When spies swap, pragmatism trumps punishment

By William Maclean, Security Correspondent

LONDON (BestGrowthStock) – There was Cold War drama aplenty in a Berlin spy swap witnessed by Annette von Broecker of Reuters one chilly February morning in 1962, amid a wind that “seemed to blow straight from the North Pole.”

“It was a peaceful scene, static and unreal. The men, wrapped in winter coats, who stood on the bridge, were in two groups, divided by a white line that was brushed across the tarmac to declare that here was the Iron Curtain.”

“As I arrived, the men were set in motion. One group walked Eastwards, the other West, vanishing behind closed curtains in limousines. They took off like rockets.”

The drama of von Broecker’s scoop is unlikely to be repeated in a swap apparently being prepared by Moscow and Washington.

Almost half a century later, and 20 years after the Cold War died, there will be no dawn walk across the Glienicke Bridge like the one that day by prisoners including KGB Colonel Rudolf Abel and U-2 spy plane pilot Gary Powers.

Even if some Moscow-Washington tensions remain, simultaneous two-way crossings of the Iron Curtain are history.

What has not changed is the abiding utility such swaps have for intelligence services.

“It’s based on mutual benefit,” said John J. LeBeau, a former CIA official and Professor of National Security Studies at the George C. Marshall European Center in Germany.

“It’s much like prisoner exchanges in conventional warfare. It serves the interests of both sides.”

Speculation about a possible exchange has circulated since a Russian nuclear expert jailed for passing secrets to the West told his family this week that he had been informed by Russian officials that he was to be handed over as part of the spy swap.

Igor Sutyagin said he had seen a list of at least 10 names who would be exchanged for the 10 suspected Russian agents who were arrested last month in the United States.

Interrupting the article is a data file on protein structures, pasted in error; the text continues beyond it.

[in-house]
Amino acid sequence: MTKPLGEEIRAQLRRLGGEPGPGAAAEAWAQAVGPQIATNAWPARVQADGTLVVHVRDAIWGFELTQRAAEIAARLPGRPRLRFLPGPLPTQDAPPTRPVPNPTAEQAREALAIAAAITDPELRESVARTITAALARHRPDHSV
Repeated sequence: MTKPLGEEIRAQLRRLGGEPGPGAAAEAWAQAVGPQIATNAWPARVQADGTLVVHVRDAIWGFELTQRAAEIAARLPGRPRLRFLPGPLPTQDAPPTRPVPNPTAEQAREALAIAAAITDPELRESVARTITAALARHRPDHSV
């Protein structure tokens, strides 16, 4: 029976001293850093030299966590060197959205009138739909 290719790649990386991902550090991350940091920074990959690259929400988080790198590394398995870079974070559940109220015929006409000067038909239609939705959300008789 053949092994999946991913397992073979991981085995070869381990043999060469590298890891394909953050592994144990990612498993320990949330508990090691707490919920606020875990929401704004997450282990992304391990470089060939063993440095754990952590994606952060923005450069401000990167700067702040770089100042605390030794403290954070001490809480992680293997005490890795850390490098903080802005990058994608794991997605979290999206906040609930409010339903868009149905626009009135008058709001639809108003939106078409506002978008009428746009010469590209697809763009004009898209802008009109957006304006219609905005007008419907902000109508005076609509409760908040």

STAFF MORALE

Asked to list the main considerations in such swaps, LeBeau replied that neither side had much to gain by continuing to hold on to people whose activities they had already disrupted.

Richard Aldrich, a historian of espionage, agreed that pragmatism was the guiding principle.

“The Russians are in a hole and have people in jail. They pride themselves on getting their people out, so they don’t have much choice,” he said.

Swaps also indirectly aid recruitment and staff morale.

In remarks to BBC radio, former British ambassador to Moscow Anthony Brenton suggested both sides’ services would be keen to demonstrate to their respective employees that they would do their utmost to get them back if they were ever captured.

“These agencies are very keen to look after their people. And they have a mutual interest and mutual respect … a mutual concern to not to be too damaging to each other,” he said.

Brenton said the United States would be aware that if it helped Russia get its people back, Moscow might reciprocate “the next time” Washington wanted its own people back.,

So although morality is not a prime concern of espionage agencies, a swap sees intelligence services putting their cold-eyed pragmatism to something akin to humanitarian use.

But there are limits. Genuine traitors are rarely traded.

“A Russian officer working under cover is doing a job for his or her country. There is no stigma attached. They can be traded. Traitors are a different matter,” said Robert Ayers, a former U.S. intelligence officer.

“You will never, ever see a trade involving an Aldrich Ames, or a Hanssen of the FBI,” said LeBeau, referring to former U.S. officials who have spied for Moscow.

In February 1994, the United States arrested Aldrich Ames, a CIA counter-intelligence official. Ames pleaded guilty to spying for Moscow and is sentenced to life in prison.

In February 2001, FBI agent Robert Hanssen was arrested on charges of selling secrets to Moscow over 15 years. He was sentenced to life in prison in May 2002.

(Additional reporting by Dave Cutler; editing by Philippa Fletcher)

When spies swap, pragmatism trumps punishment